Authorization of pesticides for market release requires toxicity testing on animals, typically performed by test laboratories on contract with the pesticide producer. The latter provides the results and summary to the regulatory authorities. For the commonly used pesticide chlorpyrifos, an industry-funded toxicity study concludes that no selective effects on neurodevelopment occur even at high exposures. In contrast, the evidence from independent studies points to adverse effects of current exposures on cognitive development in children. We reviewed the industry-funded developmental neurotoxicity test data on chlorpyrifos and the related substance chlorpyrifos-methyl. We noted treatment-related changes in a brain dimension measure for chlorpyrifos at all dose levels tested, although not been reported in the original test summary. We further found issues which inappropriately decrease the ability of the studies to reveal true effects, including a dosage regimen that resulted in too low exposure of the nursing pups for chlorpyrifos and possibly for chlorpyrifos-methyl, and a failure to detect any neurobehavioral effects of lead nitrate used as positive control in the chlorpyrifos study. Our observations thus suggest that conclusions in test reports submitted by the producer may be misleading. This discrepancy affects the ability of regulatory authorities to perform a valid and safe evaluation of these pesticides. The difference between raw data and conclusions in the test reports indicates a potential existence of bias that would require regulatory attention and possible resolution.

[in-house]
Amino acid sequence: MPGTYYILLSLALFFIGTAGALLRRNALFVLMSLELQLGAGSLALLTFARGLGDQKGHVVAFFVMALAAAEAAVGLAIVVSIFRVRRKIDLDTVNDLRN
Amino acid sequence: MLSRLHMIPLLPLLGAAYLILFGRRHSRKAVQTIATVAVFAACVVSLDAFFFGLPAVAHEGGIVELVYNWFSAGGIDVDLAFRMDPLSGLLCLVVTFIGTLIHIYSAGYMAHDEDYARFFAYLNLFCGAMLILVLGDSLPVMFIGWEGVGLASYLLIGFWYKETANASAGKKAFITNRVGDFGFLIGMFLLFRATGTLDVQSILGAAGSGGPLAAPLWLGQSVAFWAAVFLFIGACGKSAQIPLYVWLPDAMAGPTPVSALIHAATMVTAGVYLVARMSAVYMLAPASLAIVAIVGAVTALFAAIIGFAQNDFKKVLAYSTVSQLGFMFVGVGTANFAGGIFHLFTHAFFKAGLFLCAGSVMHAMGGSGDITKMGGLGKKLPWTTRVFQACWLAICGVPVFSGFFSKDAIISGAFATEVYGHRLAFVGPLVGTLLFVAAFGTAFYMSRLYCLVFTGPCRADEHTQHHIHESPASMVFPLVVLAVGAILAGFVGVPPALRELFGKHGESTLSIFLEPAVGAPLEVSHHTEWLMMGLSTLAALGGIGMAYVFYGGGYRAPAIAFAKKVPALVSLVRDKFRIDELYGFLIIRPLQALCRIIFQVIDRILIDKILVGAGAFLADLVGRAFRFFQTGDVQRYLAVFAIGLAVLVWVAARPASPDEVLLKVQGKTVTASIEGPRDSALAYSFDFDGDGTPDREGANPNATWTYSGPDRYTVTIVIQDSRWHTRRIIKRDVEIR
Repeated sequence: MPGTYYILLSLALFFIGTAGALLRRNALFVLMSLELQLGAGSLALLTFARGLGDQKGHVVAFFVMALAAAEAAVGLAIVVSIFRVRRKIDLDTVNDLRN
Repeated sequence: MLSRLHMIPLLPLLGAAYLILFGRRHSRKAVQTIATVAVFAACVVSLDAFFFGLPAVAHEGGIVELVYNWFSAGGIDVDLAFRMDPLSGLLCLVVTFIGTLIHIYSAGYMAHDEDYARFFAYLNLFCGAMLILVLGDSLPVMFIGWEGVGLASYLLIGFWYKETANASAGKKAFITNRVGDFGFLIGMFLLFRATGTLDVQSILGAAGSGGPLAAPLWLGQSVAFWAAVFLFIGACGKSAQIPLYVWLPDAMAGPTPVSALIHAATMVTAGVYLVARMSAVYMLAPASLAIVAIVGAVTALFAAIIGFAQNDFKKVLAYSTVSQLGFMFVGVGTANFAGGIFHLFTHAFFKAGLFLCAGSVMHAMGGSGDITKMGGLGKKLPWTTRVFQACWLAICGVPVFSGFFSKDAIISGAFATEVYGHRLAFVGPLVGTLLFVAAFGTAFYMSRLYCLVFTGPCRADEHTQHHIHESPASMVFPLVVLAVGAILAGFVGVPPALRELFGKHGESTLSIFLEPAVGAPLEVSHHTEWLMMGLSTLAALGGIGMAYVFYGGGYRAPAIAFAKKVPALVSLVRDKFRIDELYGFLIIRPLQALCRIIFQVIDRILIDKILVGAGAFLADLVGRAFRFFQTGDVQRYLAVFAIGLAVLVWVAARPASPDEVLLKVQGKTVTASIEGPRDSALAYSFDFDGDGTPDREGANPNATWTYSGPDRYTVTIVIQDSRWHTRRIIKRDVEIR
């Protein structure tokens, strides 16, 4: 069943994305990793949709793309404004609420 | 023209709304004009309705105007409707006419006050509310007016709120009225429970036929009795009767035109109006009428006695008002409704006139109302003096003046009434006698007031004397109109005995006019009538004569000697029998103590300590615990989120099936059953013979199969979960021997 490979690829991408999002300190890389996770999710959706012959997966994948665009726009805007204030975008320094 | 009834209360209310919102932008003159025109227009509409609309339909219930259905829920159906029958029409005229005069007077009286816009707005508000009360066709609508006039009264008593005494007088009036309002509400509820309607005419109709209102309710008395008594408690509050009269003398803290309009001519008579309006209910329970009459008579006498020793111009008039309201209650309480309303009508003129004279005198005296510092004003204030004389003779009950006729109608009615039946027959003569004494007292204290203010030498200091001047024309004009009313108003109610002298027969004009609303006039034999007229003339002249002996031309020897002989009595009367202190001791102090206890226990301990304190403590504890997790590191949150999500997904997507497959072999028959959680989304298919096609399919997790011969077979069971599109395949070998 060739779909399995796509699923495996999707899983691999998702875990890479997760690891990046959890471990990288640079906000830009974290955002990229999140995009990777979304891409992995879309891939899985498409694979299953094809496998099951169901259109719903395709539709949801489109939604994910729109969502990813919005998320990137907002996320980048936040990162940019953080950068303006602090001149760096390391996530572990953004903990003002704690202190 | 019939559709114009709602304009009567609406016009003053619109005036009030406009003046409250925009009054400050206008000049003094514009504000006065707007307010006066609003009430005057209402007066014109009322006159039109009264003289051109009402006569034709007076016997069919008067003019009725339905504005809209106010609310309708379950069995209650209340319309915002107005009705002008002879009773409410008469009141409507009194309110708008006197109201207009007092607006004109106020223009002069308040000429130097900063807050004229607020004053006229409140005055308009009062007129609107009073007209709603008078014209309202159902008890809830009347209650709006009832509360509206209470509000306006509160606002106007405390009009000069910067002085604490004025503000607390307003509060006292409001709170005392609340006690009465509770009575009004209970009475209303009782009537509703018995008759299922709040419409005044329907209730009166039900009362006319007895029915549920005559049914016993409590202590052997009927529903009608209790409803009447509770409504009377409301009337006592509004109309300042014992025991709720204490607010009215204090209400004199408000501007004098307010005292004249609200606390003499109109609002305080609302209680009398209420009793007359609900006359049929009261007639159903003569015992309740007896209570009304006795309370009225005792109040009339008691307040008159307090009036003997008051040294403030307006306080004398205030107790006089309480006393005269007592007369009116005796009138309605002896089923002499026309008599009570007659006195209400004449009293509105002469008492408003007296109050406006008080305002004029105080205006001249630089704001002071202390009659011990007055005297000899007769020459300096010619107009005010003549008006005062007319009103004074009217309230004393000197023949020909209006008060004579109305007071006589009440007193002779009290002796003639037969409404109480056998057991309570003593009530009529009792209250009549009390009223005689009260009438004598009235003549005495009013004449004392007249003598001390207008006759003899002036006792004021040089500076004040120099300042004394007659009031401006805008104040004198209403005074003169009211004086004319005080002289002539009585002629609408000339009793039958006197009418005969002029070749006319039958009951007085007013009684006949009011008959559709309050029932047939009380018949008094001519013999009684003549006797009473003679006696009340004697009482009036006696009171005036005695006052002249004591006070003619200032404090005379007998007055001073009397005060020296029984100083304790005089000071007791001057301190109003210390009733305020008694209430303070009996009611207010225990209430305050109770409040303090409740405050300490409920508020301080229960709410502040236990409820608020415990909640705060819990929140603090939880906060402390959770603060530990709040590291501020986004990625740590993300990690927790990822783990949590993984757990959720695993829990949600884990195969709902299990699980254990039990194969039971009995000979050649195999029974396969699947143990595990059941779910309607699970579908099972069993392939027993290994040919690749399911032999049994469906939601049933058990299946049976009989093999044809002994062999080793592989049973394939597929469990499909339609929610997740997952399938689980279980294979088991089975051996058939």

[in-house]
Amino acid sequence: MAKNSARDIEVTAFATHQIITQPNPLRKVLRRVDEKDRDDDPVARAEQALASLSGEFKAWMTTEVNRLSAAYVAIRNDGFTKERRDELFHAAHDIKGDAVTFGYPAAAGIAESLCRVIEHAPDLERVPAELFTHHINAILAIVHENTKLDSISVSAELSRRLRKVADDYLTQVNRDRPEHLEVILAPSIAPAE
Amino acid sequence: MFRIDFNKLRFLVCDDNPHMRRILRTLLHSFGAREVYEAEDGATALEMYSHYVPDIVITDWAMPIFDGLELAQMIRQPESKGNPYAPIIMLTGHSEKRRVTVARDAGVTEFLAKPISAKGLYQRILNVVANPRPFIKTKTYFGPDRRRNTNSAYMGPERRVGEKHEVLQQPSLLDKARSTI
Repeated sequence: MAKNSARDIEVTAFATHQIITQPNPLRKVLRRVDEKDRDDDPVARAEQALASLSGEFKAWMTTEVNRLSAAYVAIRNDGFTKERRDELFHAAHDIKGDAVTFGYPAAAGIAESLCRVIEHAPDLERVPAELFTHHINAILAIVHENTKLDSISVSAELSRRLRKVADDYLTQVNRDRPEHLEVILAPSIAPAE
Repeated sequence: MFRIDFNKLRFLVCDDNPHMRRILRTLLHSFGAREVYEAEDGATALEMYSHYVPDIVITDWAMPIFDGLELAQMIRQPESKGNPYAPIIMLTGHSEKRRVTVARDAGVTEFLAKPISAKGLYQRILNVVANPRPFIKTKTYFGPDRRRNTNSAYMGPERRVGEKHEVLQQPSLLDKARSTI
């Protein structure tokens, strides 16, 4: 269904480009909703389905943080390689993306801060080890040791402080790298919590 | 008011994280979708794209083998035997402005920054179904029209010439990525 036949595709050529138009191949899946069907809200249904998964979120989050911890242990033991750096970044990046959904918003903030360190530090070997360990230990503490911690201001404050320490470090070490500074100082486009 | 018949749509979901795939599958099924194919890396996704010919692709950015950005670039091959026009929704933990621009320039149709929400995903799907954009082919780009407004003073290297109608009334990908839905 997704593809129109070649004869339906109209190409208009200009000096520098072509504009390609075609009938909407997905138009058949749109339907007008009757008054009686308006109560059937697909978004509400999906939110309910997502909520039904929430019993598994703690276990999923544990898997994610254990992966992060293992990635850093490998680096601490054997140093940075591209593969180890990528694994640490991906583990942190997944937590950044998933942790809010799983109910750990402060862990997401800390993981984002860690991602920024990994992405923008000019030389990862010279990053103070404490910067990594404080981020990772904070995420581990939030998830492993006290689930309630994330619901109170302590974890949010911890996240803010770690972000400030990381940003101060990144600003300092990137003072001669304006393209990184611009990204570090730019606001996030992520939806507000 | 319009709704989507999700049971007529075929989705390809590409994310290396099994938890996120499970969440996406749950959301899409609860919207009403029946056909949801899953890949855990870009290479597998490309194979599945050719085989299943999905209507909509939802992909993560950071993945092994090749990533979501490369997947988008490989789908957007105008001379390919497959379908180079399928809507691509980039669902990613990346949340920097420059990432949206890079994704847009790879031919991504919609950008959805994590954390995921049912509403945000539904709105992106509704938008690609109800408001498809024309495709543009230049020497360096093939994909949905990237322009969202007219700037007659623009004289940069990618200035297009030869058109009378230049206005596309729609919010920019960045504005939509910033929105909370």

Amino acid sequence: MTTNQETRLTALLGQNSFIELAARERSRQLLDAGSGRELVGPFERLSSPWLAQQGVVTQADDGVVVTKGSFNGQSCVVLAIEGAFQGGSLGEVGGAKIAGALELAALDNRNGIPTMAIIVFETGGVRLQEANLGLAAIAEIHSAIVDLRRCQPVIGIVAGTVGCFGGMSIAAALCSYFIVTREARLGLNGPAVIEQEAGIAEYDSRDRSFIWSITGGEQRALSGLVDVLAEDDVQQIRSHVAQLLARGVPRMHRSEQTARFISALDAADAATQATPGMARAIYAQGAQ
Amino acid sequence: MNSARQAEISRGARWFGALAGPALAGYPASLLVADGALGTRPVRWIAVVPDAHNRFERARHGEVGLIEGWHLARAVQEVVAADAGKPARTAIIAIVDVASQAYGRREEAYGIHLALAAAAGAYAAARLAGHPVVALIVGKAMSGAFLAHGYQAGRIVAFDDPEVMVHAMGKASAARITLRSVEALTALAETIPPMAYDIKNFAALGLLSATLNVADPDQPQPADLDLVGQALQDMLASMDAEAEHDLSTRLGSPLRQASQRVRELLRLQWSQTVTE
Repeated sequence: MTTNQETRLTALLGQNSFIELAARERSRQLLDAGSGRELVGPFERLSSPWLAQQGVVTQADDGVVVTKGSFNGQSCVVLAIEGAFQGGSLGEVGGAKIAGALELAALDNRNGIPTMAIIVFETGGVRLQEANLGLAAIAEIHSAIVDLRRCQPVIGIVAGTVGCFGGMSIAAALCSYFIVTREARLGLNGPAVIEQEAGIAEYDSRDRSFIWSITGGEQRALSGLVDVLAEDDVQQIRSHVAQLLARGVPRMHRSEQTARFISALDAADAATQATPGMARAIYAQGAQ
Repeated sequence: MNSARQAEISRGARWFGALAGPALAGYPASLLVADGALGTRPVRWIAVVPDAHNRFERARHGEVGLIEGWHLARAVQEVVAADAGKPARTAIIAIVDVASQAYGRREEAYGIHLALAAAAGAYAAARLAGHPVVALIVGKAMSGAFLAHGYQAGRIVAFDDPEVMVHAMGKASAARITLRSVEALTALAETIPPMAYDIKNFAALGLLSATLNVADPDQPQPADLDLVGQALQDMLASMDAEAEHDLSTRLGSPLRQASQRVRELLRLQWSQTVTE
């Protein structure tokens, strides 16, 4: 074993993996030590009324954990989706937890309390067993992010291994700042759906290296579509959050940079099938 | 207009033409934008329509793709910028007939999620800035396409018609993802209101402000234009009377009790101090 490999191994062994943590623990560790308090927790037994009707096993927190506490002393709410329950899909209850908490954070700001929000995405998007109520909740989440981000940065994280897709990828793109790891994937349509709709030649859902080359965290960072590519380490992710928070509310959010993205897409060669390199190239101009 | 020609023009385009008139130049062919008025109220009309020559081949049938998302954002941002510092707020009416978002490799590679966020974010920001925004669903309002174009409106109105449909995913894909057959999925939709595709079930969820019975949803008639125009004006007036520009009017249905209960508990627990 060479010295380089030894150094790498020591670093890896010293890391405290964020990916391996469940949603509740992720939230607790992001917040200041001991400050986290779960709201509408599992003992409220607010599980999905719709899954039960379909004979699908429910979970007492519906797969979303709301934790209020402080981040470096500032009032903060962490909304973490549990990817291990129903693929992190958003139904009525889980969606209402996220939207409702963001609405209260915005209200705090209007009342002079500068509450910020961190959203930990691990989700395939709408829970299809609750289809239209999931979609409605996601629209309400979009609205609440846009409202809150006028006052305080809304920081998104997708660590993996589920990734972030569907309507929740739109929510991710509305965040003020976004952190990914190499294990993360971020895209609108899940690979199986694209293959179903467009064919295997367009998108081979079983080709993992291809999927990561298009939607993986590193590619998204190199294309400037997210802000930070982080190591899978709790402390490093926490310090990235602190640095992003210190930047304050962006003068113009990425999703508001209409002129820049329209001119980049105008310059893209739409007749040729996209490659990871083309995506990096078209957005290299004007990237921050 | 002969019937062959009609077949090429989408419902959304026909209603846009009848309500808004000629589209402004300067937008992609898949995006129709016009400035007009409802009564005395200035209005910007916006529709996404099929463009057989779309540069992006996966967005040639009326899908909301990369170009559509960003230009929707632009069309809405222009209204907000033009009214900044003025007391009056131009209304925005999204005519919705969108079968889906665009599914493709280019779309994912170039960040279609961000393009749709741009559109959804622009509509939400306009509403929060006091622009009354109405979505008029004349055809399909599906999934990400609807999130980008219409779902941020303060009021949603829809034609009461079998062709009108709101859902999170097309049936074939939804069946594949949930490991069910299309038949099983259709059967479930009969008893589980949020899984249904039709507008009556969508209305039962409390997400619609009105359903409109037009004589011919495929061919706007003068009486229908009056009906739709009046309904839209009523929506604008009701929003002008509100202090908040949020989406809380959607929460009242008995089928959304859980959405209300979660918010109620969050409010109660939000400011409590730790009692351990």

Keywords: Bias; Developmental neurotoxicity; Pesticides; Toxicity testing.